In a SYN flooding attack the attacker will typically use a false or invalid source address such that when the host returns the SYN/ACK message it does not reach a valid client. Under the TCP protocol the host stores half opened connections i.e. connections for which the third leg of the three way protocol has not been completed for a set period of time or until a system time out occurs. If, during this time interval multiple new half opened connections are established at the host site the memory allocated to retaining such connections becomes swamped and eventually is unable to receive any more SYN packets. At this stage the server or host will crash or will not respond to any new connections and the site goes out of service. Because the host is unable to receive further data the attacker has been successful in generating what is known as a denial of service attack. Denial of service attacks have become an increasingly prevalent form of a security threat and the problem, so far, has been quite difficult to solve. Several countermeasures have been proposed and can be characterized as firewall and router filtering, operating system improvements, protocol improvements and intrusion detection.

Essentially, a denial of service attack involves blocking somebody's ability to use some service on a network. As such, Denial of Service (DoS) attacks are common across the Internet with many being launched daily at various targets. Many of the attacks involve specially constructed packets designed to either take advantage of the aforementioned flaws in software, or to tie up resources within devices (packet flooding attacks).

Several methods have been proposed for detecting packet flooding types of attacks. In a paper entitled, Detecting SYN Flooding Attacks, Proc. Infocom 2002, by H. Wang, D. Zhang, and K. G. Shin, packet counting algorithms have been proposed. These algorithms attempt to detect attacks by looking for asymmetry between streams of packets. For example in the above referenced paper TCP/IP SYN flooding attacks are detected by looking for differences between the number of SYN (start connection) and FIN (end connection) packets.

According to the Wang et al paper the detection method relies on a counting argument on the SYN and FIN packets of the TCP connections. Those packets should go in pairs in any well-behaved connections. Thus, the number of SYN packets should match roughly the number of FIN packets. The simplicity of this method lies in its stateless and low computation overhead, which make the detection mechanism itself immune to flooding attacks. This simplicity allows the detection to be performed in the leaf routers that connect end hosts to the Internet.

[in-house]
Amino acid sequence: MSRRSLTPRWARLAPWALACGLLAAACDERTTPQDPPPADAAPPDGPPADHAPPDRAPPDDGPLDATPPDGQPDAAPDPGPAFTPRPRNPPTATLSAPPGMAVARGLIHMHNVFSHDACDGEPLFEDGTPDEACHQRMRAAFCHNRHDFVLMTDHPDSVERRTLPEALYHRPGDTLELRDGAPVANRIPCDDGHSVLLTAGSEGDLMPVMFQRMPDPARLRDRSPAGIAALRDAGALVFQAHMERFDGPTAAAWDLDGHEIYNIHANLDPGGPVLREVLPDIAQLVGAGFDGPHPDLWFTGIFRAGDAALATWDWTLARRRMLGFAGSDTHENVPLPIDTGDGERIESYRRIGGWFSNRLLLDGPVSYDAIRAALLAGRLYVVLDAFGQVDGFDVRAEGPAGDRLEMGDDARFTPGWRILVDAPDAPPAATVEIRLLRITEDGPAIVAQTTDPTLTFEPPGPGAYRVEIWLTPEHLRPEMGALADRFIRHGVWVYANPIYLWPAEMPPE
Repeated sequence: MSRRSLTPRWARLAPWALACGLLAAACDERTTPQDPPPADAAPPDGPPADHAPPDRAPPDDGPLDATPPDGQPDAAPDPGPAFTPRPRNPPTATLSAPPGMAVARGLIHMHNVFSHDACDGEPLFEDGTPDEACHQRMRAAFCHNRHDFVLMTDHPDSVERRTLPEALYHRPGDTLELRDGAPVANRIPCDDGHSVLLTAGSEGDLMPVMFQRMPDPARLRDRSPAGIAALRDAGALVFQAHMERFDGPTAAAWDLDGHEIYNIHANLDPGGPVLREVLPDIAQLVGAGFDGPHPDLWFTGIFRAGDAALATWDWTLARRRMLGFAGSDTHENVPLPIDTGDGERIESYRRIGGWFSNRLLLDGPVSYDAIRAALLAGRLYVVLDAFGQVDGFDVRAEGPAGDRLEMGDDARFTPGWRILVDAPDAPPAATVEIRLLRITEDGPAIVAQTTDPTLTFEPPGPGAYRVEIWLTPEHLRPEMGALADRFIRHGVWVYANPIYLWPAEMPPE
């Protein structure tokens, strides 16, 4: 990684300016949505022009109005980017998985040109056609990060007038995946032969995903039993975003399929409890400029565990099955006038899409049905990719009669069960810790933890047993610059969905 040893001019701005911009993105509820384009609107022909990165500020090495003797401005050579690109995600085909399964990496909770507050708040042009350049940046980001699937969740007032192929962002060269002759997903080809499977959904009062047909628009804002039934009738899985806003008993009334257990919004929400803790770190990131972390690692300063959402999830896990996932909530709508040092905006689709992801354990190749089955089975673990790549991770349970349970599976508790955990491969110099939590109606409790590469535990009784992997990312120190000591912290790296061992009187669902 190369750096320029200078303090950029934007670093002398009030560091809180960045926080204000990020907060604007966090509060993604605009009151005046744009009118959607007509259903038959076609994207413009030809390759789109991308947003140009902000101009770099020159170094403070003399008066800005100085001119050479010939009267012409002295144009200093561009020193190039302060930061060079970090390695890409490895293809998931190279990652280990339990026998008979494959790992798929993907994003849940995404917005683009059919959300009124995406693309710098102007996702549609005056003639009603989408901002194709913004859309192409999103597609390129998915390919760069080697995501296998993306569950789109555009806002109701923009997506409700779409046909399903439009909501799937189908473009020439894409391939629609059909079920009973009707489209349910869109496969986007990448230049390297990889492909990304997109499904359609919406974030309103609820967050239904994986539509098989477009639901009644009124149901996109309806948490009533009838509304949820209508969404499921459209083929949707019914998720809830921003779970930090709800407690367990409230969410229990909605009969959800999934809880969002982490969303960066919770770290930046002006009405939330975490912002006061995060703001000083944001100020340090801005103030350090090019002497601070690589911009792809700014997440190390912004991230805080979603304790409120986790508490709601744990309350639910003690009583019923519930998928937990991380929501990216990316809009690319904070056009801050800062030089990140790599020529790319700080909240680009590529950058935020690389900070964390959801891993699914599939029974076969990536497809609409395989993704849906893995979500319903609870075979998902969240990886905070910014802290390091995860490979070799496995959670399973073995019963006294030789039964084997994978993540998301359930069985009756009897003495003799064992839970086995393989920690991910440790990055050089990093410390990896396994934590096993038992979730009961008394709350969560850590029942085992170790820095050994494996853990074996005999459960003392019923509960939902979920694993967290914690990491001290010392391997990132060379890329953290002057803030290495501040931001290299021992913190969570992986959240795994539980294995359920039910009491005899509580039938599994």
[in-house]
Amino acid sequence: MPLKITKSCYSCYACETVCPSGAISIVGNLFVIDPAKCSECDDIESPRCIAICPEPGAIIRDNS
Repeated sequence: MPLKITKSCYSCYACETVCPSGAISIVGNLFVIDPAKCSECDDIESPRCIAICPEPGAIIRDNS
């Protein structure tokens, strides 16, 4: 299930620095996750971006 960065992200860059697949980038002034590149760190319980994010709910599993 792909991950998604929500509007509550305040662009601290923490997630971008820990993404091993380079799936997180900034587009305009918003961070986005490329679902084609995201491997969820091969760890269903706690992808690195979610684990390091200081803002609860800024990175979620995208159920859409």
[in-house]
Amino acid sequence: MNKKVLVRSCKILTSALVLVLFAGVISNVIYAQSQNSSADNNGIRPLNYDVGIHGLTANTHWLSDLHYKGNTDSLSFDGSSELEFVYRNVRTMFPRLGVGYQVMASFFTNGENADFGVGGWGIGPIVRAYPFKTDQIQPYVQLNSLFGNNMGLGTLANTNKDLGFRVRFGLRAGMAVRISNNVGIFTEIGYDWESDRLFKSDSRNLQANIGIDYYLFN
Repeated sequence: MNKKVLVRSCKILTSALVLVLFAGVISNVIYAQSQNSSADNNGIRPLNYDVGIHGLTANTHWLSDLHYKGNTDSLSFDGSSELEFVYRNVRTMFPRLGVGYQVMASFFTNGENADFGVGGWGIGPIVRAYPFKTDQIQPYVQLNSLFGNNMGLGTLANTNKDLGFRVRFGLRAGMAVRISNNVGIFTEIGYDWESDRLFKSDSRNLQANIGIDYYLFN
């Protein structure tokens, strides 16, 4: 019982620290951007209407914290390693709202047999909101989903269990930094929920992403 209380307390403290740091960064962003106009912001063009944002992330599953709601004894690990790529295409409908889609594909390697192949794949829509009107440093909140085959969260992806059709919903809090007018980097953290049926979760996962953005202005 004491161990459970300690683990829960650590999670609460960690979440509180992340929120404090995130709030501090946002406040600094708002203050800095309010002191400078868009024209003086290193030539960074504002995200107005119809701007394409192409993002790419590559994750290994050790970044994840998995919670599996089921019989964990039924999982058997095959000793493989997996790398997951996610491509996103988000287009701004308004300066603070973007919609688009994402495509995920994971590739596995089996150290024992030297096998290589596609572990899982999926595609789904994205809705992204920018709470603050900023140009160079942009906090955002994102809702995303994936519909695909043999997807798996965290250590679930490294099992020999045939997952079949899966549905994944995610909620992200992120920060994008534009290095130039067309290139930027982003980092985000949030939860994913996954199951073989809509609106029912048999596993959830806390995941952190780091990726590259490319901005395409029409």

In a yet to be published paper entitled SYN Flood Attacks: Last Mile Routers Detection by S. D'Souza, B. Howard, P. Kierstead, J. M. Robert the proposed Wang et al solution is extended to examine the packets more rigorously, taking direction into account. Essentially this paper improves on the counting algorithms described in the Wang et al paper by looking at a bi-directional method of counting SYN and FIN packets.

Since the prior art solutions rely on symmetrical transactions they may only be suitable for situations where symmetry can be found between the packets being transferred (for example: SYN-FIN). This technique may not be suitable for attacks such as ICMP (Internet Control Message Protocol) echo floods (ping attacks).

SUMMARY OF THE INVENTION

The present invention provides a new method of detecting packet floods using frequency analysis techniques.

Unlike the prior art the present invention does not rely on relationships between different types of packets, but focuses on patterns found on one type of packet e.g. SYN packets. This makes the method suitable for detecting a larger range of attacks.

Therefore in accordance with the present invention there is provided a method and apparatus for performing a frequency analysis on the arrival occurrence of certain types of packets to detect packet flooding attacks whose packets arrive with a periodic nature.

BRIEF DESCRIPTION OF THE DRAWINGS

The invention will now be described in greater detail with reference to the attached drawings wherein:

FIG. 1 illustrates the Fourier Transform algorithm to transfer a time domain signal into its frequency domain mapping;

FIG. 2 illustrates the frequency spectrum of legitimate traffic;

FIG. 3 illustrates the frequency spectrum of legitimate traffic and the frequency spectrum of attack traffic; and

FIG. 4 is a block diagram of the attack detection protocol.

DETAILED DESCRIPTION OF THE INVENTION

Typical packet flooding software consists of some code to generate a specific type of packet and then a loop for sending the packet to some victim. Loops of this sort are generally deterministic i.e. the time of execution does not vary much from iteration to iteration. The result of this is a string of “pulses”, each a predictable amount of time apart travelling towards the victim.

From the victim's standpoint, packets normally arrive in a generally random manner (neglecting time-of-use). In a packet flooding attack, the victim sees a number of packets arriving, some from the attacker (signal), and other legitimate traffic (noise). The difficulty is found in distinguishing a packet flooding attack from a busy network.